Regardless of what gifts are listed, it may be a good idea to have a Sacramento estate planning lawyer at the will reading if things might get complicated.

The Legalities of Reading the Will

Currently, no state legally requires the will to be read to family members or other beneficiaries. This doesn’t mean that it shouldn’t be done with the help of a Sacramento estate planning lawyer from Yee Law Group, though. It is still considered good etiquette in most families to read the will. Reading it aloud often avoids hard feelings between beneficiaries and can set the tone for how probate will play out. The executor of the will can gather anyone listed within the will and provide them with copies but should keep in mind that he or she has no legal authority until the will is entered into probate. If everyone cannot meet in person, reading the will over a video conference call is also acceptable. 

Legal Assistance Is Available

If your existing estate plan is incomplete or is in need of revision, please connect with the experienced California legal team at Yee Law Group for necessary guidance and support. Similarly, if you have never drafted estate planning documents, it is critically important for you to begin this process. When an estate plan is—in any way—incomplete, it leaves the creator vulnerable in ways that are best avoided.

Few things are more regrettable than an individual not “getting their affairs in order” in ways that properly and enforceable reflect their wishes. This is a preventable circumstance that can lead to unnecessary stress, costs, and a failure to execute an individual’s wishes in the event of their incapacitation or death. Connect with us today to “fill in the gaps” in your estate plan or to begin creating one from scratch. We look forward to speaking with you.

Common Misconceptions About Estate Planning

Estate planning isn’t something that many people look forward to, but it’s a necessary thing to do. Not a lot of people understand what estate planning actually involves. Here are some common myths about estate planning.

I’m Not Wealthy Enough to Need an Estate Plan

Estate planning isn’t just for the very wealthy anymore. Just because you don’t have a high-net worth, doesn’t mean that  you can’t benefit from an estate plan. If you have any property, you want to make sure that it goes to the right people after you’re gone. Additionally, if you have children, you want to be able to appoint a suitable guardian for them. An estate plan will allow you to do that.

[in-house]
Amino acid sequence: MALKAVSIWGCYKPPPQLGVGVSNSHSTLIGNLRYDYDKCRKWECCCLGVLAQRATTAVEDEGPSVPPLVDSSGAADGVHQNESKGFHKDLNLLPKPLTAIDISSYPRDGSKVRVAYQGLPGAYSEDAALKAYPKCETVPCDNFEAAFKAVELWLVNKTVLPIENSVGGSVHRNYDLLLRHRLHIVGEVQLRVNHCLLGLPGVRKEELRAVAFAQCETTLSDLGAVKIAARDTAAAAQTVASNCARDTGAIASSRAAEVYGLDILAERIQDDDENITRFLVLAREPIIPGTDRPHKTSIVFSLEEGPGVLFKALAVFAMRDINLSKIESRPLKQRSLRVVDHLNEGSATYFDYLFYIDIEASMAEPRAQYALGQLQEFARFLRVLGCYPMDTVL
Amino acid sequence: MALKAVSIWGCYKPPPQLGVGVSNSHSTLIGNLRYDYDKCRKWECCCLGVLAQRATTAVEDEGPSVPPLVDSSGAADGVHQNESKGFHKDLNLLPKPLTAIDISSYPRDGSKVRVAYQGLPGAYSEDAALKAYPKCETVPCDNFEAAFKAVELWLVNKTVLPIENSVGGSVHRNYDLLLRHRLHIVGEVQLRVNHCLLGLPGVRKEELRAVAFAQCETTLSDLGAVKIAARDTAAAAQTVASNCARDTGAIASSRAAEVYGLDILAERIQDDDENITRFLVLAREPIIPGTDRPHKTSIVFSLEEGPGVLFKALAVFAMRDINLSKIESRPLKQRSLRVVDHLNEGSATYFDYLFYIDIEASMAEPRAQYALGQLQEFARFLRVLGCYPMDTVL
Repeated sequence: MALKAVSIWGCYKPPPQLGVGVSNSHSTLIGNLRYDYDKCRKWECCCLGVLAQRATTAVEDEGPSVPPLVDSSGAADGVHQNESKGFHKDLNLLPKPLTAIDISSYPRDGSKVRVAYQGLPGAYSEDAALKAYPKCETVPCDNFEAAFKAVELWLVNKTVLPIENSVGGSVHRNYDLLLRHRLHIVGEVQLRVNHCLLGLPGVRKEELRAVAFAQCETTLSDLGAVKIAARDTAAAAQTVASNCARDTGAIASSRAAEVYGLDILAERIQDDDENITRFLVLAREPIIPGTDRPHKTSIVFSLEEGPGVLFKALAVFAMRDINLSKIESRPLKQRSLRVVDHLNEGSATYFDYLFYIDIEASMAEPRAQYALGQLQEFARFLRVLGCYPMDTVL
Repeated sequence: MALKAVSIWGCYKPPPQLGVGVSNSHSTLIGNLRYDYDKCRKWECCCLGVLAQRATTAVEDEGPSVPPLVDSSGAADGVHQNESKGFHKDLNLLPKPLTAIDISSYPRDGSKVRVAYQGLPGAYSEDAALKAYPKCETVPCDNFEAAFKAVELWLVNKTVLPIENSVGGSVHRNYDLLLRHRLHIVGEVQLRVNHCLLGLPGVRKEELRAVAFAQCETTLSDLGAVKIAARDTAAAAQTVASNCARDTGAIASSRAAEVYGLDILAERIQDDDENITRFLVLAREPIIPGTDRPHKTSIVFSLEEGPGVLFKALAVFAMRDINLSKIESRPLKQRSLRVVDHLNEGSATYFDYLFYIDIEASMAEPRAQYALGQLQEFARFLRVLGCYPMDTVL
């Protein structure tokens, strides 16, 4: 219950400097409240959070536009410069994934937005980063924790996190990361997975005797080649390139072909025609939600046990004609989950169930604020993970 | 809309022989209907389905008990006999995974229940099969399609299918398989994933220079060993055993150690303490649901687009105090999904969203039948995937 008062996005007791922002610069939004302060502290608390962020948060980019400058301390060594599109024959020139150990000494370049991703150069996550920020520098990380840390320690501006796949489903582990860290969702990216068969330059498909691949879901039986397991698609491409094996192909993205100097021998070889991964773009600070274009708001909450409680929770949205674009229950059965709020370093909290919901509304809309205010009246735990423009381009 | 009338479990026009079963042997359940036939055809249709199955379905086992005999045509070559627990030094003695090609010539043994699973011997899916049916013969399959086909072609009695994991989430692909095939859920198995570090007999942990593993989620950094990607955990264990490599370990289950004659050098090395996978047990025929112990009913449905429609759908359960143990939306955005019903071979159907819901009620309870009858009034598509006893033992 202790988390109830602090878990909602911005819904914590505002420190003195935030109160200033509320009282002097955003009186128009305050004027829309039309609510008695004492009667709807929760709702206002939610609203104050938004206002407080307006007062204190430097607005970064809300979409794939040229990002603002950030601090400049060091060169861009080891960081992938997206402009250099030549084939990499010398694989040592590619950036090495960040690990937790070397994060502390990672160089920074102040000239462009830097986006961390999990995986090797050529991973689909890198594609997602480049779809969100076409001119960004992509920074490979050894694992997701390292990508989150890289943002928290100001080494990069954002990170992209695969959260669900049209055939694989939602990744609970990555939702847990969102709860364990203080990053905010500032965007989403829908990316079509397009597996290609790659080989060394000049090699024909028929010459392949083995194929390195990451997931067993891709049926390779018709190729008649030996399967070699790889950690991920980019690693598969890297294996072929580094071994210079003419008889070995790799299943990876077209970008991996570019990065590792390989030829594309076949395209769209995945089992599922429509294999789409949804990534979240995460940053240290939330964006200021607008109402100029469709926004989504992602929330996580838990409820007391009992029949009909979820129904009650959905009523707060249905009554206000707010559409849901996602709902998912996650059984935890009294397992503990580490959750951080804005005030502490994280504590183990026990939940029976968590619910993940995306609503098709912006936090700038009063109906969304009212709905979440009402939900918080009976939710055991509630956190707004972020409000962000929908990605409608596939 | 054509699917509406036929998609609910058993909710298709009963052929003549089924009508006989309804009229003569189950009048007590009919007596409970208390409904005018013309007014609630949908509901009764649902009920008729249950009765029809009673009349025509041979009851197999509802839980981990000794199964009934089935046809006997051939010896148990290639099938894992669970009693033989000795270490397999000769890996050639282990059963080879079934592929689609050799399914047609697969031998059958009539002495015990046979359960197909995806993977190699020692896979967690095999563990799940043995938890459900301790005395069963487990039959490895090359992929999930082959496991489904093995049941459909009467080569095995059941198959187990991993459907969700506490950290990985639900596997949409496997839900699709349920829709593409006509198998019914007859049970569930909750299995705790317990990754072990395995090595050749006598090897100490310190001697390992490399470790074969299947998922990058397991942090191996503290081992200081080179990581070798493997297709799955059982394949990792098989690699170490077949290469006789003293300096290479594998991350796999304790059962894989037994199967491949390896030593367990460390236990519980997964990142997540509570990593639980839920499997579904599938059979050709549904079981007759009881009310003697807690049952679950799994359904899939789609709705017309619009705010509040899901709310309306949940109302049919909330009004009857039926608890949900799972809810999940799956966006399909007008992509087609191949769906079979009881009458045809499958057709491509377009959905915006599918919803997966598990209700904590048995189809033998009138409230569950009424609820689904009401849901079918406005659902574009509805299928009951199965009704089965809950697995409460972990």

Once You Create an Estate Plan, You Don’t Have to Think About It Again

Some people are under the false impression that estate planning is a once-in-a-lifetime event. The truth is that most individuals have to make changes to their estate plans several times in their lifetime. Whenever you experience a major life change, such as a divorce or birth of a child, you should review your plan with an estate planning lawyer in Sacramento, CA. You want to make sure that your plan reflects your current needs.

I’m Too Young for Estate Planning

When you’re young, you may think that you’re invincible and don’t need an estate plan. However, life can be unpredictable, even if you’re young. If you should die suddenly, you want to make sure that your assets go to the right people. Additionally, if you have children, an estate plan allows you to appoint a proper guardian.

Without an Estate Plan, My Property Will Go to the Government

Even if you don’t have an estate plan in place, it’s unlikely that your property will go to the government after you die. The law determines who will receive your property based on who survives after you’re gone. For instance, if you die with no surviving spouse but two surviving children, your property will be divided evenly between the two. If you die with no surviving relatives, on the other hand, the government will get your property.

It’s Better to Create a Will On My Own

Some people try to create their own estate plans to save money. However, this isn’t a good move. These are complex legal documents, and you can make mistakes. It’s worth it to hire an experienced estate planning lawyer.